Peter Scott

British ornithologist and conservationist (1909–1989)

Sir Peter Markham Scott CH CBE DSC and Bar FRS (London, 14 September 1909 – Bristol, 29 August 1989) was a British ornithologist, conservationist, painter, Royal Navy Volunteer Reserve officer and sportsman.

Peter Scott in 1954
Statue of Sir Peter Scott at the Wetlands Wildfowl Trust: London Wetland Centre.
Peter Scott
Medal record
Men's Sailing
Bronze medal – third place 1936 Berlin Monotype class

Scott was knighted in 1973 for his contribution to the conservation of wild animals. He had been a founder of the World Wildlife Fund (WWF), a founder of several wetlands bird sactuaries in Britain, and an influence on international conservation.[1] He received the WWF Gold Medal, and the J. Paul Getty Prize for his work.

Early life change

Scott was born in London, the only child of Antarctic explorer Robert Falcon Scott (Scott of the Antarctic) and sculptor Kathleen Bruce. He was two years old when his father died. Robert Scott, in a last letter to his wife, advised her to "make the boy interested in natural history if you can; it is better than games".[2]

He was educated at Oundle School and Trinity College, Cambridge, at first taking Natural Sciences but graduating in the History of Art in 1931. After graduating, he studied art in Germany and London.

He had his first exhibition in London in 1933, and sold his first paintings. In 1935 he published Morning Flight, illustrated by himself. As a young man, Scott was not wealthy, and the income from his paintings was the basis of his life. The paintings themselves sold well, but most of the income came from books and reproductions. The reproductions, which were printed by Ankermann of Bond Street, are still selling well. From this 'income stream' Scott was able to keep a family, and buy some of the land he wanted for wildfowl refuges.[3]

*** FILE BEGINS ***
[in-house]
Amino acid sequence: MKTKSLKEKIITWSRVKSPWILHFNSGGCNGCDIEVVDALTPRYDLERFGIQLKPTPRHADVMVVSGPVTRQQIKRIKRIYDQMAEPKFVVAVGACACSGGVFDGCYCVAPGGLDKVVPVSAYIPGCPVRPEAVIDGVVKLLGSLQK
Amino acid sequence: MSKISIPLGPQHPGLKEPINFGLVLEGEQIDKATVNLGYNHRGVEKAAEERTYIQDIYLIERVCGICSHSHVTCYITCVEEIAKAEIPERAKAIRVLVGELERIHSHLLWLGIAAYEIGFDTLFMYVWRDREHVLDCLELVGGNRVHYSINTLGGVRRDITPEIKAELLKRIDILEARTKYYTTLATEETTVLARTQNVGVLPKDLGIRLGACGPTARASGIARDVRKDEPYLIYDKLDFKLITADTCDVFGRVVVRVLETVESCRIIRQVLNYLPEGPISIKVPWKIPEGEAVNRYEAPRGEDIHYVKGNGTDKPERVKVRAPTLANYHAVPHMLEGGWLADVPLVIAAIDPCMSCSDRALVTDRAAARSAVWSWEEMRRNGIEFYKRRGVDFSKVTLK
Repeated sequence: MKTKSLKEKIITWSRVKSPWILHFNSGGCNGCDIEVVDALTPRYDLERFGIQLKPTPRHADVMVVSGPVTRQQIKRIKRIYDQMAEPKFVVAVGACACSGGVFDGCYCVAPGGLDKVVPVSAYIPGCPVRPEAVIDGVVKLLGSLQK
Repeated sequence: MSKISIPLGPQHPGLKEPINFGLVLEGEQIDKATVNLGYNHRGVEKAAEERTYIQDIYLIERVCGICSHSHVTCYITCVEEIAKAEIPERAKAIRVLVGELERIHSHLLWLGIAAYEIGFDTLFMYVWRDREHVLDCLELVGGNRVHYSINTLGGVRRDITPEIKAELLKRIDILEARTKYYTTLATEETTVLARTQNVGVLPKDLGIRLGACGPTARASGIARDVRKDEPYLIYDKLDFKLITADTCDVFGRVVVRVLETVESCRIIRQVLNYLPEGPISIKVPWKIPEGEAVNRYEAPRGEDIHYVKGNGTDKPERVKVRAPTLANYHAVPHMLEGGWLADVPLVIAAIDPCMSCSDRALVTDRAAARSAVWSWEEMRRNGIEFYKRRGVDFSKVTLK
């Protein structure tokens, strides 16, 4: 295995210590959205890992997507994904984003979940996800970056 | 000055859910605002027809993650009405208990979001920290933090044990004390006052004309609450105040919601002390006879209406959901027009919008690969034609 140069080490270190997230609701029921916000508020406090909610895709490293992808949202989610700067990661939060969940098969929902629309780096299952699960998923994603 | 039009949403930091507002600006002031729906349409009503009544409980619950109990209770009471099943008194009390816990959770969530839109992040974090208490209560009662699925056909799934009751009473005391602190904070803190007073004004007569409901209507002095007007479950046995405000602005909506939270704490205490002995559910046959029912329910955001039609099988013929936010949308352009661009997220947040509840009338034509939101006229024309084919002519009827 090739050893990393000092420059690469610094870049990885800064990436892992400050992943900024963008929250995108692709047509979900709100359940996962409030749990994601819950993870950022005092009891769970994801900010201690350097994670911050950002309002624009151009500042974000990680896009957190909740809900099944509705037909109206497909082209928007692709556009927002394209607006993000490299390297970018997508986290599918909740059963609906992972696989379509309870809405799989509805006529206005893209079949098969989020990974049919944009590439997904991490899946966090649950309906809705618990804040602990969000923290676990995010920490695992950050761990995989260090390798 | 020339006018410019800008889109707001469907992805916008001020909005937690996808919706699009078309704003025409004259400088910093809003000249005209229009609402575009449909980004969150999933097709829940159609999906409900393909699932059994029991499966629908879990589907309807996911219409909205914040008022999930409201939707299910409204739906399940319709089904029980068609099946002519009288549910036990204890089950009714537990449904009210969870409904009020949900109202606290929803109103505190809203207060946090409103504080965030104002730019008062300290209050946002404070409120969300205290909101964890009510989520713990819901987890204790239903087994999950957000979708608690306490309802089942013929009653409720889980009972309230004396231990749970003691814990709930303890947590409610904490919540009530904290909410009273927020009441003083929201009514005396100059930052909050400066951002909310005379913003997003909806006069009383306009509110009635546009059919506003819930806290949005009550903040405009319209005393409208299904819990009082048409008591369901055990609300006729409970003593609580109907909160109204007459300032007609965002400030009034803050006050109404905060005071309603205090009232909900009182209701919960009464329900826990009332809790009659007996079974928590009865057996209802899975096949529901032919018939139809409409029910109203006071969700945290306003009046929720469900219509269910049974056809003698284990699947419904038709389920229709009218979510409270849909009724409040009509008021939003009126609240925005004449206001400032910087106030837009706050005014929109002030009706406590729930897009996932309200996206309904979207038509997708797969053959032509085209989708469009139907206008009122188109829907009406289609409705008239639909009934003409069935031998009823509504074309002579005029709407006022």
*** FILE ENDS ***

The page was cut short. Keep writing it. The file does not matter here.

In the 1936 Berlin Olympic Games, he represented Great Britain at sailing, winning a bronze medal in the smallest class of boat, the O-Jolle or dinghy.

World War II change

As war approached, in 1939, he joined the Royal Naval Volunteer Reserve. In 1940 he was a in a Destroyer as a Lieutenant. After joining Coastal Forces he rose to Lieutenant-Commander and commanded a flotilla of Motor Gun Boats in the Channel.[4] He was awarded the Distinguished Service Cross with bar and an MBE (Military Division). In 1944 he was a Staff Officer and in March 1945 he was appointed Captain of the brand new Frigate HMS 'Cardigan Bay'.

After the war change

In 1948, he founded the organisation with which he was ever afterwards closely associated, the Severn Wildfowl Trust (now the Wildfowl and Wetlands Trust) with its headquarters at Slimbridge in Gloucestershire.

In the years that followed, he became a television personality, popularising the study of wildfowl and wetlands. His BBC natural history series, Look, ran from 1955 to 1981 and made him a household name. From 1973 to 1983, Scott was Chancellor of the University of Birmingham.

He was the founder President of the Society of Wildlife Artists and President of the Nature in Art Trust,[5] (a role in which Philippa succeeded him).[5]

References change

  1. Courtney, Julia 1989. Sir Peter Scott: champion for the environment and founder of the World Wildlife Fund. Stevens, Milwaukee.
  2. Scott's Last Expedition, Smith, Elder & Co., London, 1913 OCLC 15522514
  3. Scott, Peter 1961. The eye of the wind. Hodder & Stoughton, London. ISBN 0-340-04052-1, ISBN 0-340-21515-1
  4. Scott, Peter 1945. The battle of the narrow seas: a history of the Light Coastal Forces in the Channel and North Sea, 1939–1945. Country Life, London.
  5. 5.0 5.1 "Nature in Art Trust". Nature in Art Trust. Retrieved 23 March 2010.